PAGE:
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SA Orthopaedic Journal

On-line version ISSN 2309-8309
Print version ISSN 1681-150X

SA orthop. j. vol.19 n.2 Centurion May./Jun. 2020 



Low dislocation rates achieved when using dual mobility cup hip implants for femur neck fractures



Erasmus LJI; Fourie FFII; Van der Merwe JFIII

IMBChB; Orthopaedic Surgery Registrar, University of the Free State, Universitas Academic Hospital, Bloemfontein, South Africa
IIMBChB, MMed(Ortho), FC Orth(SA); Orthopaedic Surgeon, Life St Dominic's Hospital, East London, South Africa
IIIMBChB, MMed(Ortho), FC Orth(SA); Head of Arthroplasty Unit, University of the Free State, Universitas Academic Hospital, Bloemfontein, South Africa





BACKGROUND: Total hip replacements done for intracapsular neck of femur fractures (NOF) have a dislocation rate of up to 14%. This is seven times higher than in total hip arthroplasty (THA) done for osteoarthritis. Using a dual mobility cup (DMC) has been shown to be effective in addressing dislocation in elective THA. Our hypothesis is that the use of DMC in NOF will do the same. This study aims to determine the incidence proportion of dislocation of DMCs one year after surgery in patients who received THA for NOF and to compare it to dislocation rates as documented in existing studies
METHODS: A retrospective study was done on 86 patients treated with DMC THA for an intracapsular NOF fracture from 2012 until 2016. A minimum one-year follow-up period was required for inclusion into the study. The number of dislocations at one year after surgery was noted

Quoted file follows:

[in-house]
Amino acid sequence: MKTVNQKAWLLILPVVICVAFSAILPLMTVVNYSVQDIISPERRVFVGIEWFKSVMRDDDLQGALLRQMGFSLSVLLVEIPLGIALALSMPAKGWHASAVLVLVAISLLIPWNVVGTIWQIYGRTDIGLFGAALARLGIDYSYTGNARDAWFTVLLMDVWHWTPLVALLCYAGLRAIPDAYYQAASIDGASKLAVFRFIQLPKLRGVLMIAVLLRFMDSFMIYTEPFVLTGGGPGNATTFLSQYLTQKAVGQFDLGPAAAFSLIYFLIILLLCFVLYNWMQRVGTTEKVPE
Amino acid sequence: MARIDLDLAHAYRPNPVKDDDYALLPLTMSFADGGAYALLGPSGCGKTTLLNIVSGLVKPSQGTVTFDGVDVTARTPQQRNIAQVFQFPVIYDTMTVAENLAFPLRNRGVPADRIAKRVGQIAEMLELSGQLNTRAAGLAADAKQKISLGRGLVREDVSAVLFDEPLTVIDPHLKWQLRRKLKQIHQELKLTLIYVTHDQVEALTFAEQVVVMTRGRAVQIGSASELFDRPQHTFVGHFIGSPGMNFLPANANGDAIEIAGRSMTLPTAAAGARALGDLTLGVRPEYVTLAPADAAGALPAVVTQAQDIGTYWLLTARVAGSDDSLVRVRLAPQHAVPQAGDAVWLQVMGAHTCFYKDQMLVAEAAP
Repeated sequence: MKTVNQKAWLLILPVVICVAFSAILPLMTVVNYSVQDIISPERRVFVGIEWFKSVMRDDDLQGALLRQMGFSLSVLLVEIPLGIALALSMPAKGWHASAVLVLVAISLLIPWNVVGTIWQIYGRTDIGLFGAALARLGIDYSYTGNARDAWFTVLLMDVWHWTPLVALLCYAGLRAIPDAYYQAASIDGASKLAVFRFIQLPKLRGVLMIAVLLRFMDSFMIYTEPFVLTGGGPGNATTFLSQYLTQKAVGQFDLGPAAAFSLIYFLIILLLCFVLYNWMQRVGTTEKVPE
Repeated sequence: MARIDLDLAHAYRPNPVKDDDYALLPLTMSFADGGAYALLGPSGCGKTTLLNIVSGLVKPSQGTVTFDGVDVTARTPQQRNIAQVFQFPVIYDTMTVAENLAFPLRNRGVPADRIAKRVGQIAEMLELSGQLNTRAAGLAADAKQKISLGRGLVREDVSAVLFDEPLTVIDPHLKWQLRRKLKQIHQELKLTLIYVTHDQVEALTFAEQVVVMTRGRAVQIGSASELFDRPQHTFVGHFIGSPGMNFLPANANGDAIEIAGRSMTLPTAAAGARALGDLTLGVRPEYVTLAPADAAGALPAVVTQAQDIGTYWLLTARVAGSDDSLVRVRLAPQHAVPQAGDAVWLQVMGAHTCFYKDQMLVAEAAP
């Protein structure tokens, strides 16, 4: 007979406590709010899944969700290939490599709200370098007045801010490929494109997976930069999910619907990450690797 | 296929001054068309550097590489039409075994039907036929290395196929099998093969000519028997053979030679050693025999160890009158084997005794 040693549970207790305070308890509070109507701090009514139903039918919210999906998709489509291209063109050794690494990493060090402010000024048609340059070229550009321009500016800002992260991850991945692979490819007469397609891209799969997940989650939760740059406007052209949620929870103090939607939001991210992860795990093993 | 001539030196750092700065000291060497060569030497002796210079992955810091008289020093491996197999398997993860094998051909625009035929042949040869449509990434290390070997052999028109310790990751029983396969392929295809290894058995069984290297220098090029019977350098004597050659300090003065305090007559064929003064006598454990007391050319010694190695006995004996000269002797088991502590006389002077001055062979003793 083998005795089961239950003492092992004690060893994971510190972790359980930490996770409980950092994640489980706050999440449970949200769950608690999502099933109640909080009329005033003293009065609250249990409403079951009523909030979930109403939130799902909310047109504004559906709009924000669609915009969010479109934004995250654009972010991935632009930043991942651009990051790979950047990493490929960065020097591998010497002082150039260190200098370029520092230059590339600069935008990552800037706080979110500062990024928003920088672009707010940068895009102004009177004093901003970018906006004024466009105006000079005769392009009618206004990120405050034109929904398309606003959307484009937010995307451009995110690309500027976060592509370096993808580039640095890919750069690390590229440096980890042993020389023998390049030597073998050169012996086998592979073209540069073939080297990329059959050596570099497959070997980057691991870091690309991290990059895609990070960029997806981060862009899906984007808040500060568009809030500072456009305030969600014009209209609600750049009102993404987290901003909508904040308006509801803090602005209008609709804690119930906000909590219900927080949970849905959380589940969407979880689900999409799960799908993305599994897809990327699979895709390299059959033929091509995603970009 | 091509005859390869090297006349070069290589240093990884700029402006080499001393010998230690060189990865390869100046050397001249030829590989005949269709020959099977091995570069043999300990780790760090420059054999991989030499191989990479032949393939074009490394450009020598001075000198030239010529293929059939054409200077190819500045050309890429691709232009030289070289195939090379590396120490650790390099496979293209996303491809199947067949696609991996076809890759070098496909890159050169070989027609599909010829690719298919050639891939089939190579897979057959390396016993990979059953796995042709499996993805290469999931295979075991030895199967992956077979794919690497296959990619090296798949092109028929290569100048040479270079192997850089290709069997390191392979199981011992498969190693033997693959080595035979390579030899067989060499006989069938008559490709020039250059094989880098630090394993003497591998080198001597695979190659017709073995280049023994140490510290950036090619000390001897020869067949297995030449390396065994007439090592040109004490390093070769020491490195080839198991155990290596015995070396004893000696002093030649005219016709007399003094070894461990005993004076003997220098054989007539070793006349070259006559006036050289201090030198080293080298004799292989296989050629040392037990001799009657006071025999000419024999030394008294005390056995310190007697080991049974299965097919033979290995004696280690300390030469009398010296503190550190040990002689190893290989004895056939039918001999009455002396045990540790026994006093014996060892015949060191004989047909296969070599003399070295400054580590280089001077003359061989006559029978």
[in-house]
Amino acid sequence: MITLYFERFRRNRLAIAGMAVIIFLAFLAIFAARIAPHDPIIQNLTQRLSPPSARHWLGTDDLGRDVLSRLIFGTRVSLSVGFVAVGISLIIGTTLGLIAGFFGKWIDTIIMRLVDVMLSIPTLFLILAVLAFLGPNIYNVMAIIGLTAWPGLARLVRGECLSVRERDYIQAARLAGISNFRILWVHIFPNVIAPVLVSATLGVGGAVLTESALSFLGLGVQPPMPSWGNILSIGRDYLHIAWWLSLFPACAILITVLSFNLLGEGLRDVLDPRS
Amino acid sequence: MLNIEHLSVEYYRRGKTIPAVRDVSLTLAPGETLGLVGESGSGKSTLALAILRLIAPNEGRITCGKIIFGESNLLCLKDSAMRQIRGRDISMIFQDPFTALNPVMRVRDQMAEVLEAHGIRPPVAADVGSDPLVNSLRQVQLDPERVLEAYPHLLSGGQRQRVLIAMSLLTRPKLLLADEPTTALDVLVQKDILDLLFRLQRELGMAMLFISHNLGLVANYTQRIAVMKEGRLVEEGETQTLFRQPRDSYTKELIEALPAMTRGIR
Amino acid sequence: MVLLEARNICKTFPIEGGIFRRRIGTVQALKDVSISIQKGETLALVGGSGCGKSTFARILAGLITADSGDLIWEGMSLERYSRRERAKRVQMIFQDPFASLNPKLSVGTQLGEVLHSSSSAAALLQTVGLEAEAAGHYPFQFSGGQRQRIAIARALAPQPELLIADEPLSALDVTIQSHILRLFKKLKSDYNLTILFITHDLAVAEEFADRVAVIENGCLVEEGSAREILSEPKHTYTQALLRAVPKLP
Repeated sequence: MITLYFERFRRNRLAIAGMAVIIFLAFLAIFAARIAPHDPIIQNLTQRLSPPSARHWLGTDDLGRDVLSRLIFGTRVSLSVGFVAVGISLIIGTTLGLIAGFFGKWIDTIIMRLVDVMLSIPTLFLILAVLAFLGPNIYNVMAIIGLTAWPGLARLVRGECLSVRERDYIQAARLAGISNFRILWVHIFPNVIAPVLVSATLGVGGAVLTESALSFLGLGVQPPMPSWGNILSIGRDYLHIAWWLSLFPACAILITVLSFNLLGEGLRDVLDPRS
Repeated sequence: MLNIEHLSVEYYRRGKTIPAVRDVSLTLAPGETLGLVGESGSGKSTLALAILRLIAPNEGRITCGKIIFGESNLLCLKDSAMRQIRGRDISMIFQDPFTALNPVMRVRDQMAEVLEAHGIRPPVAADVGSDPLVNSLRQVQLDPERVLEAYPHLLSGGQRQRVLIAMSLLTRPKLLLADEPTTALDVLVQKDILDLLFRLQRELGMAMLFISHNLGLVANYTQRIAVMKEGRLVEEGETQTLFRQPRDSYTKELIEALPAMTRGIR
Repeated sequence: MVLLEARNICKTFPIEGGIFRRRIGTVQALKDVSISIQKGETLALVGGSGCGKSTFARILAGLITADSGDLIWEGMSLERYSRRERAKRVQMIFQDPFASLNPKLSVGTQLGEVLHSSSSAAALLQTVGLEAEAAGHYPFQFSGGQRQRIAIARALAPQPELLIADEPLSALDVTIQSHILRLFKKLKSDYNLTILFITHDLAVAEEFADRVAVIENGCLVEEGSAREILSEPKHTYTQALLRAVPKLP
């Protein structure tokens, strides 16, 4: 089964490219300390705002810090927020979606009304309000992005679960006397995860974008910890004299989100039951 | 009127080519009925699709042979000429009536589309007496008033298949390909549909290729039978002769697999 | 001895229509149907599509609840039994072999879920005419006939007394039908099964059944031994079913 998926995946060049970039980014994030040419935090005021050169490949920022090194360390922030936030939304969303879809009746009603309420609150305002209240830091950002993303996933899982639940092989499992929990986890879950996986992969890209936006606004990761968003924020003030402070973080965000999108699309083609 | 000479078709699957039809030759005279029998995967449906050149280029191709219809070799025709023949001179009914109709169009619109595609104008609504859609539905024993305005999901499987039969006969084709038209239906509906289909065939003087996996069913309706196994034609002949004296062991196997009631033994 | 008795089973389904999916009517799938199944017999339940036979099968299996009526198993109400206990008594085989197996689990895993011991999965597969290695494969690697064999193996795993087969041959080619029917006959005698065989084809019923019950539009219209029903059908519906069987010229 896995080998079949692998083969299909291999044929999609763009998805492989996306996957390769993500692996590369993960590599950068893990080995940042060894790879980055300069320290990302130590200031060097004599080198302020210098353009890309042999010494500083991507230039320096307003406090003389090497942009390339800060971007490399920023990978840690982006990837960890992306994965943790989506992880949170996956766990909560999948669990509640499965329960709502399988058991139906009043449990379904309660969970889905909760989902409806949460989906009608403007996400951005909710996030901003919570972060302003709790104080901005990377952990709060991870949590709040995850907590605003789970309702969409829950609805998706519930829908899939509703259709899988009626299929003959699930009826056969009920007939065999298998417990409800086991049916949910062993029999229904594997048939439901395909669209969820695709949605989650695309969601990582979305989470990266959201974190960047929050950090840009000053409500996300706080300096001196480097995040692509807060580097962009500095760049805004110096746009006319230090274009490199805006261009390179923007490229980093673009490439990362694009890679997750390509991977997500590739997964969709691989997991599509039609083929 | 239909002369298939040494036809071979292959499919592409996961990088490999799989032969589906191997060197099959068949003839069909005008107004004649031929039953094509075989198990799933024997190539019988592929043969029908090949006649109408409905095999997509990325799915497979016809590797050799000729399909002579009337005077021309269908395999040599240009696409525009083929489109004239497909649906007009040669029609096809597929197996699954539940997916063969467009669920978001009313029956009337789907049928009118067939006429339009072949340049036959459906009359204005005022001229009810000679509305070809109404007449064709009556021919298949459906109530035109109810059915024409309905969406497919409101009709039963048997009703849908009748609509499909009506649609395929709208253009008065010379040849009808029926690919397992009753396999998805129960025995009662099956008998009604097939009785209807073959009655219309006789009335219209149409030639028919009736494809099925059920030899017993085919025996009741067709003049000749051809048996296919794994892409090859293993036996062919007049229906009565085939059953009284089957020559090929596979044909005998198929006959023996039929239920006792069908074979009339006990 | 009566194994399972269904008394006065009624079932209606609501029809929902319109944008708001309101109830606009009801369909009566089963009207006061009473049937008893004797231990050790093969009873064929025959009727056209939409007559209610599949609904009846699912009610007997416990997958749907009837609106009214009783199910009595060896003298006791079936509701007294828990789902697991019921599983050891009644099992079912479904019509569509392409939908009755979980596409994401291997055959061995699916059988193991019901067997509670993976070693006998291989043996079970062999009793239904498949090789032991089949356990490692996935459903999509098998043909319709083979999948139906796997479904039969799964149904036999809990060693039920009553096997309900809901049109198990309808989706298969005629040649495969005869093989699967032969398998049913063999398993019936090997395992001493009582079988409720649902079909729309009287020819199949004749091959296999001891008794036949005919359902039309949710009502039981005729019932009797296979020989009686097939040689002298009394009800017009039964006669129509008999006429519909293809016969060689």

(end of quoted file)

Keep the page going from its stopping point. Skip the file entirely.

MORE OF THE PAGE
RESULTS: Forty-one patients with a mean age of 60.7 years were included (26 females and 15 males). All patients were operated via the posterior approach. None of the patients had dislocated after one year
CONCLUSION: Low dislocation rates can be achieved using DMC THA in the management of intracapsular NOF fractures. Our one-year dislocation rate of 0% compares favourably to conventional THA and is comparable to similar DMC studies done outside of South Africa
Level of evidence: Level 4

Keywords: dual mobility cup, neck of femur fracture, dislocation, total hip arthroplasty, intracapsular




The total hip replacement may have been rated as the best operation of the 20th century, but it is not without its complications.1 Dislocation of the hip prosthesis post-operatively remains one of the most common complications encountered after total hip arthroplasty (THA). Rates of 1.9% at one year and increasing up to 7% over 25 years have been reported in primary THA.2 Postoperative dislocations are the indication for surgery in 22.5% of revision cases and, even after revision surgery, 30% of patients will have persistent instability of their hip.3,4

The dislocation rate of THA done for fractures is much higher still, and thus of even more concern than in primary THA.